“Saving one dog will not change the world, but surely for that one dog, the world will change forever.”
― Karen Davison
Winter is a popular season for shelters, unfortunately. Many older pets are surrendered to make room for a new puppy, and pets given as holiday gifts are often relinquished come January. This makes for an excellent time to adopt your forever friend. Of course, no pet should be adopted without carefully considering the care commitment a pet requires, but read on for several reasons why adopting a shelter pet is a great idea.
Adopting helps combat pet overpopulation and puppy mills
According to the American Society for the Prevention of Cruelty to Animals (ASPCA), approximately 6.5 million companion animals end up in U.S. shelters every year. Not only do puppy mills fuel this population problem, but most house their pets in poor conditions without proper medical care, socialization, or attention. By adopting a pet, you can help support a local organization whose goal is to re-home pets, not make money.
Many shelter pets have known backgrounds
One benefit of adopting a shelter pet is that many come from known circumstances. While some pets are brought in off the streets with no history, others are surrendered by families for various reasons, such as for health problems, training difficulties, aggression issues, or simply because the pet didn’t get along with another family pet. The shelter staff often know these pets well, making them great resources regarding pet attitude, behavior, and any other important quirks. Take advantage of the shelter staff, spend time with the pets who interest you, and ensure you bring the whole family for a meet-and-greet prior to adoption.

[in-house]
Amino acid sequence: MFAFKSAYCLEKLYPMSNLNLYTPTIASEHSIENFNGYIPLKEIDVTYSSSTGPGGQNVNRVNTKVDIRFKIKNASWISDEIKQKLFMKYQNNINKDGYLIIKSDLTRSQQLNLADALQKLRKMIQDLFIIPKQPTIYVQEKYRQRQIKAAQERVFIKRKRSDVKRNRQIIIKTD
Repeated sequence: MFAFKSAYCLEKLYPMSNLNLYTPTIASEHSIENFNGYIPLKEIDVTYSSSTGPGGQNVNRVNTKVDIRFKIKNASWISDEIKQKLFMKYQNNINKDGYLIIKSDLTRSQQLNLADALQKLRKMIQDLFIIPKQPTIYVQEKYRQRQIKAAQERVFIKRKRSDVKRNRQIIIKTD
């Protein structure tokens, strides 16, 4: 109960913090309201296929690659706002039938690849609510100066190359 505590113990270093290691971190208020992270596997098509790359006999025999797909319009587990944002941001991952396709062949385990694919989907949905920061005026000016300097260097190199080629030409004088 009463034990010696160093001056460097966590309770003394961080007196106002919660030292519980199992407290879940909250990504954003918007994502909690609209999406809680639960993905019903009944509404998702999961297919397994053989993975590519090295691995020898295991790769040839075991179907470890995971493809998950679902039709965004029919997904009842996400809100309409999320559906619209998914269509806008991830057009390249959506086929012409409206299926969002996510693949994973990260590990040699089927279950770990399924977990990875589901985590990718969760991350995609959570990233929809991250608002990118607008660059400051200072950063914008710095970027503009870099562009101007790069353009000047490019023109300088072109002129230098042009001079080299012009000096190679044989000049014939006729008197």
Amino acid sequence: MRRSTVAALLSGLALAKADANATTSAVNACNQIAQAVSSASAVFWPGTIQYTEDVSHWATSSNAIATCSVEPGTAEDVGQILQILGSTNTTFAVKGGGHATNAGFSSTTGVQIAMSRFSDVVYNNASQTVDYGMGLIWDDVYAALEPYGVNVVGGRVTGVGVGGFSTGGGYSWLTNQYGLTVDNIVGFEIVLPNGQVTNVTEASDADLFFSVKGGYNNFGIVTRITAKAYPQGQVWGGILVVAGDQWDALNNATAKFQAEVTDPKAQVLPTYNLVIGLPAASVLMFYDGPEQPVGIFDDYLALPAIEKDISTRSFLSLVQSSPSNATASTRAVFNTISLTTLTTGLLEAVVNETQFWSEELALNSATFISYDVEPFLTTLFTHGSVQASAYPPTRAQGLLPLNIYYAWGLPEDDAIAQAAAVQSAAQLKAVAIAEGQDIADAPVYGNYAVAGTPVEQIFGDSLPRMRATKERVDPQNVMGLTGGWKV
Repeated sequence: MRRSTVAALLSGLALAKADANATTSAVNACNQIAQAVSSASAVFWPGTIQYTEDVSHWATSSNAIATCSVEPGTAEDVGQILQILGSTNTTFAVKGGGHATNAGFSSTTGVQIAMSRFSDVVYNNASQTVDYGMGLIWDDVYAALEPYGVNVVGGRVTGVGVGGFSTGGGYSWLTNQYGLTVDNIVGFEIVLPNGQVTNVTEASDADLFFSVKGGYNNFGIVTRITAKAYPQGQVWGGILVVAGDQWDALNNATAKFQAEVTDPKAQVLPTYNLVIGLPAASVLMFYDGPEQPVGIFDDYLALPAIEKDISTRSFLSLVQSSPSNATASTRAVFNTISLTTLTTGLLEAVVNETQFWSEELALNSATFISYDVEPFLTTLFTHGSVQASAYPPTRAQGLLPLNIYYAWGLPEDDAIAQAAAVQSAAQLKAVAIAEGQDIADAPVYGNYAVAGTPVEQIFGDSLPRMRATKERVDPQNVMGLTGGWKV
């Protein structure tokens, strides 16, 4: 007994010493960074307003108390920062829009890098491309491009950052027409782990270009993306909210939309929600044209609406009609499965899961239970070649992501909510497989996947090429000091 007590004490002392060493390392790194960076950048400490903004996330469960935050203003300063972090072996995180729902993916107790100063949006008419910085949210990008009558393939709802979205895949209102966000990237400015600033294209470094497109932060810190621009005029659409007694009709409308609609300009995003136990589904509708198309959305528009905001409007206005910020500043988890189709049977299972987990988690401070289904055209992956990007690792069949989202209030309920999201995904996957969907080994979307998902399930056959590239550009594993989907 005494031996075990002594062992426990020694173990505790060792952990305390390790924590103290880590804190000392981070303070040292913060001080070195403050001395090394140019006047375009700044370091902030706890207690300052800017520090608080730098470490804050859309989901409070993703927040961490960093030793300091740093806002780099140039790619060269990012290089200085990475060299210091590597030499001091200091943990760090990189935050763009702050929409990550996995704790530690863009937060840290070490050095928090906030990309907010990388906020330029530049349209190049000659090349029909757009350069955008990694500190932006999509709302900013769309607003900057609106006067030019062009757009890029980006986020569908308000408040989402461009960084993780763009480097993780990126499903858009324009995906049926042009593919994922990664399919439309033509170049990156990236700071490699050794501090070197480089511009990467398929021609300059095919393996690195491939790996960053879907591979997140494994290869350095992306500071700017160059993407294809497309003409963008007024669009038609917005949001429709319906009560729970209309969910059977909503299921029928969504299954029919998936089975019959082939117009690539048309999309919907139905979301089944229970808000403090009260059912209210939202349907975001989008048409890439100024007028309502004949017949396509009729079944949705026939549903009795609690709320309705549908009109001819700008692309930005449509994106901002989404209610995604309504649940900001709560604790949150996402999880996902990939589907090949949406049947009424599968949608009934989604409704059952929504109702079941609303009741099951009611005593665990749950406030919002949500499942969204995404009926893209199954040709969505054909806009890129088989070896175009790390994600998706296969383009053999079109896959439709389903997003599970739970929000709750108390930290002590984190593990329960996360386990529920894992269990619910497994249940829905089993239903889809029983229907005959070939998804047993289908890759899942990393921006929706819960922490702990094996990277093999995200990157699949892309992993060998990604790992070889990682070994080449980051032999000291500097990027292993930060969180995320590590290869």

Adoption is more financially sound
The cost of adopting a pet is minuscule compared to the sometimes sky-high prices of pure-bred pets. Non-profit shelters typically charge a $100 fee to cover the costs of housing and caring for the animal. In some cases, the fees are completely waived, making adoption affordable and accessible for all. Of course, owning and caring for a pet requires expenses for food, veterinary care, and other essential items, but adopting rather than purchasing certainly saves money.
Mixed-breed pets are often healthier than purebreds
Animal shelters are full of mixed-breed animals, and while adopting one is no guarantee for a clean bill of health, they often have fewer inheritable conditions. Purebred dogs, cats, and other pets are typically bred from a limited gene pool that is selected for certain physical traits, but not necessarily healthy ones. This can lead to genetic problems such as heart disease, hip or elbow dysplasia, or retinal issues.
You can save a life and change one pet’s entire world
Approximately 1.5 million shelter pets are euthanized each year, according to the ASPCA. By adopting a shelter pet, not only do you save a life, but you give a pet a chance at a happy and healthy one, forever changing her world.
Have you recently adopted a pet, or plan to adopt? Our veterinary team will be thrilled to meet your new furry family member. Contact us to set up an appointment to establish her wellness care.